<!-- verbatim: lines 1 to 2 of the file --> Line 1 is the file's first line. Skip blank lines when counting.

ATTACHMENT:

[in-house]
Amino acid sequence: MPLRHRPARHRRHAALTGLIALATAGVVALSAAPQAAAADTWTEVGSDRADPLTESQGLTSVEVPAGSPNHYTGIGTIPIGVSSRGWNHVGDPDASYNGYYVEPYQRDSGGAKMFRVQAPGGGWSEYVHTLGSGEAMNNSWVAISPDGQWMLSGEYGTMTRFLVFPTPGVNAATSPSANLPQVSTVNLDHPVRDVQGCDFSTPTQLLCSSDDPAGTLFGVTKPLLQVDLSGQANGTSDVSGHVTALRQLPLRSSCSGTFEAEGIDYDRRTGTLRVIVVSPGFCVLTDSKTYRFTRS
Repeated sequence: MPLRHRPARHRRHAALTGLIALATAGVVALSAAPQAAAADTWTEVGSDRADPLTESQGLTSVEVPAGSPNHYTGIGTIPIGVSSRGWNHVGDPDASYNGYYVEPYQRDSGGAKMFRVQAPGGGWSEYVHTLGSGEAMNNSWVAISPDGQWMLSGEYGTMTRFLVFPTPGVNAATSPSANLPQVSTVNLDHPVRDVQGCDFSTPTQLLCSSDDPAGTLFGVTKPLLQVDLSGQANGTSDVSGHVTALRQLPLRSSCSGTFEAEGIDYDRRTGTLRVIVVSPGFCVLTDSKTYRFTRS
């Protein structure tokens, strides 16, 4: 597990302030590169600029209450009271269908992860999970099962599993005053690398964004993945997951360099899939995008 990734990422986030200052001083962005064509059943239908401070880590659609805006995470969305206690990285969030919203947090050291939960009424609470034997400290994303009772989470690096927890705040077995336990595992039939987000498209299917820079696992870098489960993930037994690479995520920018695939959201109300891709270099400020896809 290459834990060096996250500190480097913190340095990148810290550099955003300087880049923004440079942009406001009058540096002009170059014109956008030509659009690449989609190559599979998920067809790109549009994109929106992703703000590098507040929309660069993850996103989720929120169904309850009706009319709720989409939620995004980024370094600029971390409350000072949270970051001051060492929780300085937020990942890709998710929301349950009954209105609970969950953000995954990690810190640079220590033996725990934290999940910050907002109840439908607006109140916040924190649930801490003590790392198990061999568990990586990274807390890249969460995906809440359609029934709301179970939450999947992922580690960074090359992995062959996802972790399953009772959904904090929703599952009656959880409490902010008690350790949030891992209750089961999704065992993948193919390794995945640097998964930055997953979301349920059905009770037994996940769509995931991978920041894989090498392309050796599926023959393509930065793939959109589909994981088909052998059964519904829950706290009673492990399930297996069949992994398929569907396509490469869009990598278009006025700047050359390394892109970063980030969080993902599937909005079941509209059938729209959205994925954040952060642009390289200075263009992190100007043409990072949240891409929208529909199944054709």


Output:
[in-house]
Amino acid sequence: MPLRHRPARHRRHAALTGLIALATAGVVALSAAPQAAAADTWTEVGSDRADPLTESQGLTSVEVPAGSPNHYTGIGTIPIGVSSRGWNHVGDPDASYNGYYVEPYQRDSGGAKMFRVQAPGGGWSEYVHTLGSGEAMNNSWVAISPDGQWMLSGEYGTMTRFLVFPTPGVNAATSPSANLPQVSTVNLDHPVRDVQGCDFSTPTQLLCSSDDPAGTLFGVTKPLLQVDLSGQANGTSDVSGHVTALRQLPLRSSCSGTFEAEGIDYDRRTGTLRVIVVSPGFCVLTDSKTYRFTRS